let’s have a closer look at the sub-circuits involved. the first mosfet is your basic source follower, with the reference voltage derived from the regulated output of the chip regulator downstream. the 100k resistor and the 15 volt zener make sure the gate is never more than 15 volts away from the output of the chip regulator. the 20 ohm resistor is sized so that if there is a short circuit at the output of the reg., the increased voltage drop across it will begin to cut off the mosfet and protect the LM317. this could be bigger in this case because the total current draw is so small, but since it will be used for stereo, and i am lazy…  the mosfet will heat up a lot under shorted conditions (a decent heatsink is needed on all the chips), but normally doesn’t get hot. the LM317 has a maximum voltage rating of only 35 volts. by combining it with the mosfet in this way, it can handle 100s of volts.

how is that? the LM317 and it’s family of adjustable regulator chips are “floating” regulators. the built in error amp works to match the drop across the reference resistor (in this case, R6), which is connected to the output, with it’s internal voltage reference. in this arrangement, a better more accurate reference is used instead (the LM329). the point is, this drop can be set without a direct ground connection, hence the “floating” moniker. the LM317 can source up to 1.5 amps provided it has a good heatsink and is protected from shorts. the Linear Technology© versions have better performance all around, but do cost more too. i use them all the time for low and high voltage regulation.

the final sub-circuit is very important. sometimes called a “capacitance multiplier” or a “transconductance regulator”, it is essentially a source follower (cathode follower for the vacuum tube folk) with a high impedance voltage reference on the gate that is bypassed heavily with a large electrolytic. this is important. the time constant needs to be LONG. that will multiply the effective “capacitance” of the output by the Gm of the device. a small film cap at the output can be made to behave as if it is orders of magnitude larger. handy. and it has no gain! if arranged in a stable configuration, the output noise can be in the nanovolt range. in this case, the uVolt range is good enough! we are talking about a 200 volt supply! 220V/1uV is 10^9 noise reduction! this is an improvement over the 2mV hum level of the original.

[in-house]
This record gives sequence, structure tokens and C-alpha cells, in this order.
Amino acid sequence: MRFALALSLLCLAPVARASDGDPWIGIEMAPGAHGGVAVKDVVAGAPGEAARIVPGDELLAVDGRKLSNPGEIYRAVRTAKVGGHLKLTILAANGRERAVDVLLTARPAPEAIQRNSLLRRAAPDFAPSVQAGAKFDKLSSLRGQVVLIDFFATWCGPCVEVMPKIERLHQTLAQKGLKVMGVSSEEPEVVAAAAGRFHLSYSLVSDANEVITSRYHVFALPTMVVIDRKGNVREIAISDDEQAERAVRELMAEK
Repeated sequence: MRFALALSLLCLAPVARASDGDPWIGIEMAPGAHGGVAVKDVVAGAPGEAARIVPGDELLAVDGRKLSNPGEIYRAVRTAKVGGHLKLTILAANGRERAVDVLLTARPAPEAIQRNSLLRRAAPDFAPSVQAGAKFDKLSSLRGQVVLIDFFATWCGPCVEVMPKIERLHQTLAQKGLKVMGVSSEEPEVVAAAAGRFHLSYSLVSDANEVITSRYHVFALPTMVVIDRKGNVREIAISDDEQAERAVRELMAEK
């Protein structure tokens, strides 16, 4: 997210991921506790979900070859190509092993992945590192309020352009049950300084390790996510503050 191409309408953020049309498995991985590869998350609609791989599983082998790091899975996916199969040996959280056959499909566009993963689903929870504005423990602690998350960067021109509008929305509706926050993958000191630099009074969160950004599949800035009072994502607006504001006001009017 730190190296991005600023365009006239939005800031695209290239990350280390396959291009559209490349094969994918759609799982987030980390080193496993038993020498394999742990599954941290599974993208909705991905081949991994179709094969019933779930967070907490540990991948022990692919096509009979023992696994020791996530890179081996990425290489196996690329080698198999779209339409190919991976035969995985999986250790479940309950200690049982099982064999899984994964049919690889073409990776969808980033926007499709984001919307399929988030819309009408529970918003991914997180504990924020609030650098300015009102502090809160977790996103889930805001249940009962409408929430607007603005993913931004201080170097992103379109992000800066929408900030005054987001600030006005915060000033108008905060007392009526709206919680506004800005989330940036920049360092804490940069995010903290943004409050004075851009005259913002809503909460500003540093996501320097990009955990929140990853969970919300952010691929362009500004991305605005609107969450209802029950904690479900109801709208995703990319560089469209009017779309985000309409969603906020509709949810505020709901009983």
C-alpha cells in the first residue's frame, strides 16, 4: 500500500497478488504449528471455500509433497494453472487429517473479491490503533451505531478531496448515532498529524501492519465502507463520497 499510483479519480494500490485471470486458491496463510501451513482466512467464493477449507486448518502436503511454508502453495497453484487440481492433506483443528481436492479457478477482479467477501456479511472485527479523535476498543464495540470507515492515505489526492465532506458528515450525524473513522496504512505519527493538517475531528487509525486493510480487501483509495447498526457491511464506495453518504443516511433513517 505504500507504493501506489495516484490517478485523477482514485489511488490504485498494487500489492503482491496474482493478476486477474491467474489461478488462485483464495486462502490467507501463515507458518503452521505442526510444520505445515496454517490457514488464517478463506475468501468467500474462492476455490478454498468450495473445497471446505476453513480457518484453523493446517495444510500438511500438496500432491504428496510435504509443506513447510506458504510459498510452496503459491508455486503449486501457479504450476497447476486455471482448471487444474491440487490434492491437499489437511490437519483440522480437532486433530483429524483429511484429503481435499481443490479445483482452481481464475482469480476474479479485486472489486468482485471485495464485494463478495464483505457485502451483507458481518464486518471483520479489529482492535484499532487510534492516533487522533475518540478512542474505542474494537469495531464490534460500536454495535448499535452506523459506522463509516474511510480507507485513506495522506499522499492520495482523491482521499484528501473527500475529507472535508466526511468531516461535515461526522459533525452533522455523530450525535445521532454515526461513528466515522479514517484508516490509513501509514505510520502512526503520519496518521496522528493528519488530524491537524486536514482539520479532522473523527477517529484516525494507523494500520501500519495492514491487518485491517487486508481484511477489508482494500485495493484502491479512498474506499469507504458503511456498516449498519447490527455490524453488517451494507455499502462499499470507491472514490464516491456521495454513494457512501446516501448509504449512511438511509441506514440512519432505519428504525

in the case above, i have deliberately injected 100mV of 60Hz hum on the 250 volt “unregulated” input. the 0.8 mV PP output ripple across a 10K load (22mA) speaks for itself (you will need to download LT spice to sim this). mosfets have the Gm and low rON necessary to do this right, but tubes can do a fair job of it too! as long as the load is constant, the supply won’t sag. additionally, while the impedance of a 6V6 or 6L6 cathode follower can’t match the mosfet, it would  be fine for line level stuff, or a screen reg in a push pull amp.

some will complain that it isn’t a tube regulator. i don’t care. tube regulators can sound great! but they are not capable of this level of performance. at least not without a large increase in complexity and cost. and you will never reach the really low noise level. however, if you are willing to go hybrid, there are some interesting possibilities… even just following a tube reg with a mosfet “no gain” reg will do quite a job. that’s for another time.

the heater supply on the original pre amp PC board is regulated and can be kept as is. the prudent upgrade is to feed it from it’s own transformer and filter. perhaps, just removing the chip and tiny heatsink from the board and mounting it on the chassis or larger heatsink will be enough improvement there… we’ll see.

the phantom supply is next.